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|Title:||Caractéristiques à l'échelle du génome des microsatellites de cinq espèces humaines de Plasmodium, spécialement Plasmodium malariae et P. ovale curtisi|
|Authors:||Vivek Bhakta Mathema|
Nicholas J. White
Arjen M. Dondorp
Nuffield Department of Clinical Medicine
|Keywords:||Agricultural and Biological Sciences;Immunology and Microbiology;Medicine;Veterinary|
|Citation:||Parasite (Paris, France). Vol.27, (2020), 34|
|Abstract:||© V.B. Mathema et al., published by EDP Sciences, 2020. Microsatellites can be utilized to explore genotypes, population structure, and other genomic features of eukaryotes. Systematic characterization of microsatellites has not been a focus for several species of Plasmodium, including P. malariae and P. ovale, as the majority of malaria elimination programs are focused on P. falciparum and to a lesser extent P. vivax. Here, five human malaria species (P. falciparum, P. vivax, P. malariae, P. ovale curtisi, and P. knowlesi) were investigated with the aim of conducting in-depth categorization of microsatellites for P. malariae and P. ovale curtisi. Investigation of reference genomes for microsatellites with unit motifs of 1-10 base pairs indicates high diversity among the five Plasmodium species. Plasmodium malariae, with the largest genome size, displays the second highest microsatellite density (1421 No./Mbp; 5% coverage) next to P. falciparum (3634 No./Mbp; 12% coverage). The lowest microsatellite density was observed in P. vivax (773 No./Mbp; 2% coverage). A, AT, and AAT are the most commonly repeated motifs in the Plasmodium species. For P. malariae and P. ovale curtisi, microsatellite-related sequences are observed in approximately 18-29% of coding sequences (CDS). Lysine, asparagine, and glutamic acids are most frequently coded by microsatellite-related CDS. The majority of these CDS could be related to the gene ontology terms "cell parts," "binding," "developmental processes," and "metabolic processes." The present study provides a comprehensive overview of microsatellite distribution and can assist in the planning and development of potentially useful genetic tools for further investigation of P. malariae and P. ovale curtisi epidemiology.|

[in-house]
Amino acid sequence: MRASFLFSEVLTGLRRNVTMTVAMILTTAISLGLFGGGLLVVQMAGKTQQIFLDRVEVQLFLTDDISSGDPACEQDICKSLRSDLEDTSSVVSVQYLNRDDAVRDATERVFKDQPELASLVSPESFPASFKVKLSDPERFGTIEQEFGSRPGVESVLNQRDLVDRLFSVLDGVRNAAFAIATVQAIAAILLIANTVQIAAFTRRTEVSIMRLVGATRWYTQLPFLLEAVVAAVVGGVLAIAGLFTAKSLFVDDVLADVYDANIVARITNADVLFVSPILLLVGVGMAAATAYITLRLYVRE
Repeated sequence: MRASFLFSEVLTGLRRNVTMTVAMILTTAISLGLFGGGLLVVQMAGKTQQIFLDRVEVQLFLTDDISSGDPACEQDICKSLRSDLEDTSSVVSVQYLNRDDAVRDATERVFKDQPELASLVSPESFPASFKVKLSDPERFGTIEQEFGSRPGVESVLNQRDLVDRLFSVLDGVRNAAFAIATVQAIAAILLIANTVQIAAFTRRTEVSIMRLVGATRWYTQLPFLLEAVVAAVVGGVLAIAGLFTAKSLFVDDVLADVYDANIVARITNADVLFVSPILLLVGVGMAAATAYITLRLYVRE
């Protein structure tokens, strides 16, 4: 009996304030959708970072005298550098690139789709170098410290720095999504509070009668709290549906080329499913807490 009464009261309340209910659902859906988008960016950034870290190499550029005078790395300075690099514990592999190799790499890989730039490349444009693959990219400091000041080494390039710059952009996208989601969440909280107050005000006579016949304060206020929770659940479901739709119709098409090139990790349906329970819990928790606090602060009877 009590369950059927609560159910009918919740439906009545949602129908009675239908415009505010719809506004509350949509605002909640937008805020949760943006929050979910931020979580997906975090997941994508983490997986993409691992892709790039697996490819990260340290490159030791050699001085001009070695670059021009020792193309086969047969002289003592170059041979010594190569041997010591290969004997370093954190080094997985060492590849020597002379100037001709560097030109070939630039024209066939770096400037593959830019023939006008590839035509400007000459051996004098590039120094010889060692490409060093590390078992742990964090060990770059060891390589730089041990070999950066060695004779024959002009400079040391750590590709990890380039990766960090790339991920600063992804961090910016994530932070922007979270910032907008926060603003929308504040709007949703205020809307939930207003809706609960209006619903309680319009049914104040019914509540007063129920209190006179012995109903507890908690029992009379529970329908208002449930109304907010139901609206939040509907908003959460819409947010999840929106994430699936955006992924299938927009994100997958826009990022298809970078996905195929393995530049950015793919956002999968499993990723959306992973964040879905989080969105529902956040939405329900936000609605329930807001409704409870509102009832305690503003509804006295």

|Appears in Collections:||Scopus 2020|
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